7. Add value (be helpful)
  8. Use our resources (and apply what we’ve learned)
  9. Take action now (to delay can mean losing)
  10. Listen more (to get to the core of the issue)

 

Actively, Daily doing this will:

  • Build our business
  • Bring us success (and you personally!)
  • Bring our members success
  • Bring our co-workers success

Power Follow-Ups for Leaders & Their Teams by Jim Johnson

From an earlier post…

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Observation coaching involves something called “power follow ups”. If you see or hear something that is not the standard you set for your staff member, try the following:

You observe an employee, Joe, waiting on a member. During the interaction, the employee rarely made eye contact and he did not use the customer’s name (both standards for your company). As soon as the customer walks away from the transaction, turn to Joe and say (quietly to them directly), “Joe, I noticed that while that customer was here, you hardly made eye contact with them. You also did not use their name. We’ve been trained that those 2 simple interaction skills make a big difference in how we build important relationships with our customers. I’ll be here observing the next several transactions. I need you to work on those 2 skills. In a while, I’ll give you my feedback on how you did. I know you can do this.”

Do you think Joe will make the changes? You bet! He knows that you know how he is interacting. You just witnessed it. He also knows that you are intentionally watching him and that he now has his marching orders. After several more interactions with customers, watch what happens in the following interactions:

Joe begins to make eye contact, intentionally uses the customer’s name and even smiles.Here’s your power follow-up, “I knew you could do it, Joe! That was great. Did you see how Mrs. Jones responded to you? She even asked you some additional questions that allowed you to talk about that new product. You’ve proven you can do this. Remember, our commitment is to do this at every encounter every day. It will become habit. Super job, Joe. I appreciate your concentration on this.”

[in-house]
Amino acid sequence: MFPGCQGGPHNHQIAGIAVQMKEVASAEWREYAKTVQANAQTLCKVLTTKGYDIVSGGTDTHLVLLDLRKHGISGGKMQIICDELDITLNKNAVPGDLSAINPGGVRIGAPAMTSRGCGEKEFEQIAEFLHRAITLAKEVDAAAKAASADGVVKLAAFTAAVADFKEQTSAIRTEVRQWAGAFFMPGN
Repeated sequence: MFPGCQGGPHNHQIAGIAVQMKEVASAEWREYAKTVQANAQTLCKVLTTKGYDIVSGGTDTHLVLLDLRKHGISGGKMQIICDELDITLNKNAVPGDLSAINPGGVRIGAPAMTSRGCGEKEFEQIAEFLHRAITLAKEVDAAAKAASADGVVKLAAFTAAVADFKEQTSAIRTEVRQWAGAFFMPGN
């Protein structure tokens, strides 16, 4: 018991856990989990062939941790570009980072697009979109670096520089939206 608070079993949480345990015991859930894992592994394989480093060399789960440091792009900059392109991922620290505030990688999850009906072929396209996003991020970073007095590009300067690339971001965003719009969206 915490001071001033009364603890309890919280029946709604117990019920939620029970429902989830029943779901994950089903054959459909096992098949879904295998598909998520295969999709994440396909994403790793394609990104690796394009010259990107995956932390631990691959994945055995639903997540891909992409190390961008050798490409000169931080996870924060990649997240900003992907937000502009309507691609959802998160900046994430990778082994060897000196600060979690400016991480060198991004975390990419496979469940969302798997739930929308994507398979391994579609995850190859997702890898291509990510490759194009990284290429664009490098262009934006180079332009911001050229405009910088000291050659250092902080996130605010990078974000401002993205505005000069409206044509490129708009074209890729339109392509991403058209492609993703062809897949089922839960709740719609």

You have just provided immediate, specific feedback on your employee’s performance.

He performed + you observed + you praised = a power follow-up

Chances are he will become more consistent with his customer interactions. By the way, don’t make this the last time you ever observe this employee on this issue.

Observing coupled with a power follow-up also works with negative behavior. The secret here is to give your power follow-up in a more private environment such as your office or a side room away from other employees. You never want to embarrass a team member in front of others on the team. It will only demotivate or anger that person.

As someone once said, “you have to inspect what you expect” and that means getting out and observing.

Focus Means Sometimes Having to Say “NO” by Jim Johnson

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When a leader is focused, things get done. When things get done, others take notice. When others take notice, the leader (many times) gets presented with more things to do.

WARNING: your focus could be in great peril!

You know your goals. You’re on your way to producing great results. You have your team focused on the right things.

Then someone from another department comes to you and says, “Hey, I’m leading a project. You are recognized as someone who gets things done. Your team is doing great. I would love to have your expertise on my project team. Would be willing to join this team to insure its success?”

Ego inflates. Common sense begins to fog over. WAIT!

There is a time and a place for everything. Is this project commitment the right time for you? Think about these things:

* Will this project help move the company forward or not? If not, say no.
* Is your involvement in the project that critical? If not, say no.
* Is the project leader desperate to build a project team? If so, say no.
* If you get involved, can you delegate some of your other tasks to others on your team? If so, say yes.
* Who will “own” this project initiative once the project is done and something new is implemented? If it’s you or your team, you should get someone on that project.